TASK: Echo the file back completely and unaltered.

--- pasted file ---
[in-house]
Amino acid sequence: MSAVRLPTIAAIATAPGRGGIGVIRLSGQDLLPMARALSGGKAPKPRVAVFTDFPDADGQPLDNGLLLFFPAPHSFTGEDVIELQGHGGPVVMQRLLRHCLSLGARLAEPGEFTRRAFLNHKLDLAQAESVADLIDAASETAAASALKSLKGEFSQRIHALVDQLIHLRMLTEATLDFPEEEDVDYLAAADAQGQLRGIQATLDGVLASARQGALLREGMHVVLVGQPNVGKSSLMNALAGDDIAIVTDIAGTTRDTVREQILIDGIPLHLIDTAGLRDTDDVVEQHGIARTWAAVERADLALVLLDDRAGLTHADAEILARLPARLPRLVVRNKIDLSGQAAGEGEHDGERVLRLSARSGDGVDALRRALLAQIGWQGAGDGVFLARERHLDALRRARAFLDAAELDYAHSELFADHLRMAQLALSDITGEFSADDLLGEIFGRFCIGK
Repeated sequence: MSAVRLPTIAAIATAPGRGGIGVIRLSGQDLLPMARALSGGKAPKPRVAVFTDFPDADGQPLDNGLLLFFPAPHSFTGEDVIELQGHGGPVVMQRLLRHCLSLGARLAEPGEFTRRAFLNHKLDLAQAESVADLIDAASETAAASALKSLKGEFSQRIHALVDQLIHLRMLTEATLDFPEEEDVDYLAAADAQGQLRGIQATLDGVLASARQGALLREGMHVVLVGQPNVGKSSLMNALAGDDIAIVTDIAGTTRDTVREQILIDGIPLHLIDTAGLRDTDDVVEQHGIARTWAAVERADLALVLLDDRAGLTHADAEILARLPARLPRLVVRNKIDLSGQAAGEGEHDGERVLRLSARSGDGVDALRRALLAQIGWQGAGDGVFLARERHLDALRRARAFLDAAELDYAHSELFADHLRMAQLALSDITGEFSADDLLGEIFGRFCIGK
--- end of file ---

[in-house]
Amino acid sequence: MSAVRLPTIAAIATAPGRGGIGVIRLSGQDLLPMARALSGGKAPKPRVAVFTDFPDADGQPLDNGLLLFFPAPHSFTGEDVIELQGHGGPVVMQRLLRHCLSLGARLAEPGEFTRRAFLNHKLDLAQAESVADLIDAASETAAASALKSLKGEFSQRIHALVDQLIHLRMLTEATLDFPEEEDVDYLAAADAQGQLRGIQATLDGVLASARQGALLREGMHVVLVGQPNVGKSSLMNALAGDDIAIVTDIAGTTRDTVREQILIDGIPLHLIDTAGLRDTDDVVEQHGIARTWAAVERADLALVLLDDRAGLTHADAEILARLPARLPRLVVRNKIDLSGQAAGEGEHDGERVLRLSARSGDGVDALRRALLAQIGWQGAGDGVFLARERHLDALRRARAFLDAAELDYAHSELFADHLRMAQLALSDITGEFSADDLLGEIFGRFCIGK
Repeated sequence: MSAVRLPTIAAIATAPGRGGIGVIRLSGQDLLPMARALSGGKAPKPRVAVFTDFPDADGQPLDNGLLLFFPAPHSFTGEDVIELQGHGGPVVMQRLLRHCLSLGARLAEPGEFTRRAFLNHKLDLAQAESVADLIDAASETAAASALKSLKGEFSQRIHALVDQLIHLRMLTEATLDFPEEEDVDYLAAADAQGQLRGIQATLDGVLASARQGALLREGMHVVLVGQPNVGKSSLMNALAGDDIAIVTDIAGTTRDTVREQILIDGIPLHLIDTAGLRDTDDVVEQHGIARTWAAVERADLALVLLDDRAGLTHADAEILARLPARLPRLVVRNKIDLSGQAAGEGEHDGERVLRLSARSGDGVDALRRALLAQIGWQGAGDGVFLARERHLDALRRARAFLDAAELDYAHSELFADHLRMAQLALSDITGEFSADDLLGEIFGRFCIGK